As for being a “daring” film, don’t give me that. Just because it’s about lesbian parents does not make it daring. For fuck’s sake, in 1975 one of the most popular films of the year was about a man who tries to rob a bank so that his boyfriend can afford a sex-change operation (DOG DAY AFTERNOON). Are we really more socially backward today than in yesteryear? And though I do love both Annette Bening and Julianne Moore (they are two of my favorite working actors), I never fully believed their relationship. For me, the problem seemed more inherent to the script than a performance issue. Sadly, at the end of the day, I think we are honoring Cholodenko for her lesser work. Which always makes me think of all those great foreign directors Hollywood scoops up and systematically strips of everything that made them so interesting. And while Cholodenko isn’t a foreign filmmaker, I hope the success and popularity of this film doesn’t rob us of a chance of seeing her take greater risks in her future films. She is, in my opinion, better than THE KIDS ARE ALL RIGHT. A backhanded compliment, yes, but success has many different faces…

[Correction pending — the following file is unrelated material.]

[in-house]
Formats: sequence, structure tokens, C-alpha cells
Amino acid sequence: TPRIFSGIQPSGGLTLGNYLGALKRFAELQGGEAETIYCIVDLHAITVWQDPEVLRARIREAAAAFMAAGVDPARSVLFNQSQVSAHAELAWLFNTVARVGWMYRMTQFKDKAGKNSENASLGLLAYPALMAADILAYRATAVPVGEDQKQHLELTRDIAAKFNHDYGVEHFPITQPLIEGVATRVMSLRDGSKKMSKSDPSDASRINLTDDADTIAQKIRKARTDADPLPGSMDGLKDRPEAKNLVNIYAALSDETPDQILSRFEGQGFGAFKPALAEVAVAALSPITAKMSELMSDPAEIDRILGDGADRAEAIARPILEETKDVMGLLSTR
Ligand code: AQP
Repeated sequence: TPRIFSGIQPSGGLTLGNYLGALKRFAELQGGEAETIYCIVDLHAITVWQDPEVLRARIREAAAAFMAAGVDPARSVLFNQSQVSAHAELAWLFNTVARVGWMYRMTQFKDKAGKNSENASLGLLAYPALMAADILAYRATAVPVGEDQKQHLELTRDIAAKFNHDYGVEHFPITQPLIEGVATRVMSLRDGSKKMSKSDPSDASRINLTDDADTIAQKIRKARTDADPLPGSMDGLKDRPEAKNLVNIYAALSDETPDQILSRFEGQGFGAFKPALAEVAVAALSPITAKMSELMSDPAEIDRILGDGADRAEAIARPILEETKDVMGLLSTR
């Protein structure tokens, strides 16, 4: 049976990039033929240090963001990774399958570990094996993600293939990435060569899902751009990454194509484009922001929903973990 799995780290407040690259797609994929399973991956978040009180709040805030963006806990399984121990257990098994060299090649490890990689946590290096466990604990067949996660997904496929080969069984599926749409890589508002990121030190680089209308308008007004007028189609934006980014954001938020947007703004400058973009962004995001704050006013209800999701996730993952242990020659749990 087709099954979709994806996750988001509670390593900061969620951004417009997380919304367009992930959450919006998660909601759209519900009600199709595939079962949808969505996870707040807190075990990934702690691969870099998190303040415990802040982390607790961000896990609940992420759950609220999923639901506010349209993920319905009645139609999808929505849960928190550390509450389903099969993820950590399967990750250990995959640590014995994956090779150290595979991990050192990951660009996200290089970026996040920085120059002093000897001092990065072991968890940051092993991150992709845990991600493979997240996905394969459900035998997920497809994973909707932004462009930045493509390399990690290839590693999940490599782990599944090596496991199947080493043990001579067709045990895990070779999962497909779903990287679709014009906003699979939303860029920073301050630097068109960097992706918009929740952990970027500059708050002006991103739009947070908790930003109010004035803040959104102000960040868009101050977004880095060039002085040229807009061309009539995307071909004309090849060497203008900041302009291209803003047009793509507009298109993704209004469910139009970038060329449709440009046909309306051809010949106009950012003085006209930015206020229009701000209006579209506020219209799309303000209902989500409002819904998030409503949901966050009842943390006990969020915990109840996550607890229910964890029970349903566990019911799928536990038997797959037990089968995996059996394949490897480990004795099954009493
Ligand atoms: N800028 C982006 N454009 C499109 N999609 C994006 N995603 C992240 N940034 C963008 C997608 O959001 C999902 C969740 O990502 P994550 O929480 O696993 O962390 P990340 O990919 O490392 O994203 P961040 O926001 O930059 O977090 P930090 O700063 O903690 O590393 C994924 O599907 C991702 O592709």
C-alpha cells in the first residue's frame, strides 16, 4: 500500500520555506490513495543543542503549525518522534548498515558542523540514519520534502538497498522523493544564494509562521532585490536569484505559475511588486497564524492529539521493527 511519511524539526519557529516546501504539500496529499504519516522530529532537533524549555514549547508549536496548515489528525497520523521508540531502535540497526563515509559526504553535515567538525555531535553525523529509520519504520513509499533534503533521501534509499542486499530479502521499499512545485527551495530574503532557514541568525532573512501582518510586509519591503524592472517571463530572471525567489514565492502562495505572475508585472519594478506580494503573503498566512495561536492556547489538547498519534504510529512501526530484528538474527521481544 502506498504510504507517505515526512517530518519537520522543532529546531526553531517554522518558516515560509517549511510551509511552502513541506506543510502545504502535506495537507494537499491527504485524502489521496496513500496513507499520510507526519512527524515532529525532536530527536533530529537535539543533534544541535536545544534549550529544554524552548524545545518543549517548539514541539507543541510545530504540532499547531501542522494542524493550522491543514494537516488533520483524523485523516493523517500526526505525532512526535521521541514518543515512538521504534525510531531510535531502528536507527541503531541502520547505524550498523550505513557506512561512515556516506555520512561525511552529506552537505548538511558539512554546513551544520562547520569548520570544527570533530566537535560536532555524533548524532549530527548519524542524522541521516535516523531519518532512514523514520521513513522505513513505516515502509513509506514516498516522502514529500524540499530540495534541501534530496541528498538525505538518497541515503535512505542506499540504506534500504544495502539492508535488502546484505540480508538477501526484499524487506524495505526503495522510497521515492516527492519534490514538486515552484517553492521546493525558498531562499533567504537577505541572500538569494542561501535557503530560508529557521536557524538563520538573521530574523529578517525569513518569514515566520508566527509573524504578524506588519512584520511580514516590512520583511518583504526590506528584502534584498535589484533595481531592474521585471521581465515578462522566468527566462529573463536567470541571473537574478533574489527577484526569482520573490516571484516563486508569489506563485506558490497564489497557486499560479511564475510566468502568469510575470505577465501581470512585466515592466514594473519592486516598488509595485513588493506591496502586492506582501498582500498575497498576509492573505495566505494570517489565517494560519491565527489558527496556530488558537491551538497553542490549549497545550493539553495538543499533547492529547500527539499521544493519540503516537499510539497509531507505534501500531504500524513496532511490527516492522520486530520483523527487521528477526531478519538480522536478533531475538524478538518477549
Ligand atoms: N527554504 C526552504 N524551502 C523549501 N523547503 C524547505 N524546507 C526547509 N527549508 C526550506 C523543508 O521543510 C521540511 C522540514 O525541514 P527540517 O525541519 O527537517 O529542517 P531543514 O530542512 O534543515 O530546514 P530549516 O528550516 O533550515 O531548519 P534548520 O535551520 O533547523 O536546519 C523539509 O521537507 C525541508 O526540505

THE FIGHTER. While I truly enjoyed Christian Bale and Melissa Leo’s performances, I felt the script was rather predictable and didn’t really take me anyplace I hadn’t been several times before in other, better films. I guess, for me, the script just couldn’t compete with the performances so there was an imbalance to the experience. And while I did leave the theater feeling that I had been somewhat entertained, I also felt equally underwhelmed.
It’s hard not to feel frustrated when films like INCEPTION, THE FIGHTER and THE KIDS ARE ALL RIGHT get screenplay noms over I AM LOVE, RABBIT HOLE, BLUE VALENTINE or NEVER LET ME GO. And, as is to be expected, Sofia Coppola’s amazing and daring film SOMEWHERE was completely ignored in its entirety. One of America’s most under-recognized and under-appreciated filmmakers who consistently pushes her own boundaries, her actors’ boundaries and the boundaries of her own audience with each new film. To Hollywood and the Academy, Sofia Coppola is simply too odd, too esoteric. Too much a true “artist.” And oftentimes in Hollywood, “artist” is a dirty word, though it’s tossed around as if it were well embraced. Producers will applaud a Lifetime Achievement award for Robert Altman at the Oscars, then return the next day to their offices and systematically try and rid the world of any future Robert Altmans.